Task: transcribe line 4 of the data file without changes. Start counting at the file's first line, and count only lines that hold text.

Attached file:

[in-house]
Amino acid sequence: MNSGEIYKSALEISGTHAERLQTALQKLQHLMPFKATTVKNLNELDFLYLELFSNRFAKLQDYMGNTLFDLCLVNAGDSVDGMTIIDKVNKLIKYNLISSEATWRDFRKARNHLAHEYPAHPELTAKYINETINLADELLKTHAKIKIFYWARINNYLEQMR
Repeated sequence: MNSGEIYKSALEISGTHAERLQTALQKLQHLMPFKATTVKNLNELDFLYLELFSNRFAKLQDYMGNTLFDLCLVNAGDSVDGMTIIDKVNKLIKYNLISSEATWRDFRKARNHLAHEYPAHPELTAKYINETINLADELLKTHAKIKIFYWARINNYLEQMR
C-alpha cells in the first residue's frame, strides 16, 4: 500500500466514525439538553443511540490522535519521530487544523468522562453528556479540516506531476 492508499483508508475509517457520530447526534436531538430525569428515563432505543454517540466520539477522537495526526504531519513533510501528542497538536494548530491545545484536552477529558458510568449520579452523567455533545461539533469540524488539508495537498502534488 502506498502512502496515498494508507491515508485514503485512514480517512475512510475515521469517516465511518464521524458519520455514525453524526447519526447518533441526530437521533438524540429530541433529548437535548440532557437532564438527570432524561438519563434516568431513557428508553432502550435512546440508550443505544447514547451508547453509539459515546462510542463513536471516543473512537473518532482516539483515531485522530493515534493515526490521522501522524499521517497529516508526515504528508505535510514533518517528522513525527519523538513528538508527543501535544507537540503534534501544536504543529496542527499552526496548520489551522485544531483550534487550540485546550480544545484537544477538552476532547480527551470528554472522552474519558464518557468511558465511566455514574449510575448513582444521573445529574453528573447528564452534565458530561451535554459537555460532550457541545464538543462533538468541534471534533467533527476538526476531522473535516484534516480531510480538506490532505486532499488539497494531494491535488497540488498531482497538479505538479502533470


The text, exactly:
C-alpha cells in the first residue's frame, strides 16, 4: 500500500466514525439538553443511540490522535519521530487544523468522562453528556479540516506531476 492508499483508508475509517457520530447526534436531538430525569428515563432505543454517540466520539477522537495526526504531519513533510501528542497538536494548530491545545484536552477529558458510568449520579452523567455533545461539533469540524488539508495537498502534488 502506498502512502496515498494508507491515508485514503485512514480517512475512510475515521469517516465511518464521524458519520455514525453524526447519526447518533441526530437521533438524540429530541433529548437535548440532557437532564438527570432524561438519563434516568431513557428508553432502550435512546440508550443505544447514547451508547453509539459515546462510542463513536471516543473512537473518532482516539483515531485522530493515534493515526490521522501522524499521517497529516508526515504528508505535510514533518517528522513525527519523538513528538508527543501535544507537540503534534501544536504543529496542527499552526496548520489551522485544531483550534487550540485546550480544545484537544477538552476532547480527551470528554472522552474519558464518557468511558465511566455514574449510575448513582444521573445529574453528573447528564452534565458530561451535554459537555460532550457541545464538543462533538468541534471534533467533527476538526476531522473535516484534516480531510480538506490532505486532499488539497494531494491535488497540488498531482497538479505538479502533470